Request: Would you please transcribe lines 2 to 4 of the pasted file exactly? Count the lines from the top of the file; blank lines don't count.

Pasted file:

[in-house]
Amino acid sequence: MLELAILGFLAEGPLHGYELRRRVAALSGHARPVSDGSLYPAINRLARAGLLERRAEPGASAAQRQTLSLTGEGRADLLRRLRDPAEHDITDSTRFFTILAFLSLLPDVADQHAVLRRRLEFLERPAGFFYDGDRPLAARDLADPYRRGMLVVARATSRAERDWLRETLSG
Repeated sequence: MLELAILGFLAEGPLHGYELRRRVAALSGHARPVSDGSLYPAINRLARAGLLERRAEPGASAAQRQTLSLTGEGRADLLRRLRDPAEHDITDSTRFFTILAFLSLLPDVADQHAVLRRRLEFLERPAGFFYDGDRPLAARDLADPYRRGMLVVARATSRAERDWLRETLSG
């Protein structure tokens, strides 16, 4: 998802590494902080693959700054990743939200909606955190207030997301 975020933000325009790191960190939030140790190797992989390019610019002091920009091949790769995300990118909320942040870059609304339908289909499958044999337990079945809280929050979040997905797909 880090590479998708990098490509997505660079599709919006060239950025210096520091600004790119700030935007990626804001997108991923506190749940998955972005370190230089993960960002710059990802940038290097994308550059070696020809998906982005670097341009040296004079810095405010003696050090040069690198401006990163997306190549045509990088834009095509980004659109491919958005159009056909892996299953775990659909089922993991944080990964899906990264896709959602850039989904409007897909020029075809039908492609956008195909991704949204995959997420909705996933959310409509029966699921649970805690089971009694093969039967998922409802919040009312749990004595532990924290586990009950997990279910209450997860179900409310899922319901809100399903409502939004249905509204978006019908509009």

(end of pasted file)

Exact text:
Amino acid sequence: MLELAILGFLAEGPLHGYELRRRVAALSGHARPVSDGSLYPAINRLARAGLLERRAEPGASAAQRQTLSLTGEGRADLLRRLRDPAEHDITDSTRFFTILAFLSLLPDVADQHAVLRRRLEFLERPAGFFYDGDRPLAARDLADPYRRGMLVVARATSRAERDWLRETLSG
Repeated sequence: MLELAILGFLAEGPLHGYELRRRVAALSGHARPVSDGSLYPAINRLARAGLLERRAEPGASAAQRQTLSLTGEGRADLLRRLRDPAEHDITDSTRFFTILAFLSLLPDVADQHAVLRRRLEFLERPAGFFYDGDRPLAARDLADPYRRGMLVVARATSRAERDWLRETLSG
């Protein structure tokens, strides 16, 4: 998802590494902080693959700054990743939200909606955190207030997301 975020933000325009790191960190939030140790190797992989390019610019002091920009091949790769995300990118909320942040870059609304339908289909499958044999337990079945809280929050979040997905797909 880090590479998708990098490509997505660079599709919006060239950025210096520091600004790119700030935007990626804001997108991923506190749940998955972005370190230089993960960002710059990802940038290097994308550059070696020809998906982005670097341009040296004079810095405010003696050090040069690198401006990163997306190549045509990088834009095509980004659109491919958005159009056909892996299953775990659909089922993991944080990964899906990264896709959602850039989904409007897909020029075809039908492609956008195909991704949204995959997420909705996933959310409509029966699921649970805690089971009694093969039967998922409802919040009312749990004595532990924290586990009950997990279910209450997860179900409310899922319901809100399903409502939004249905509204978006019908509009």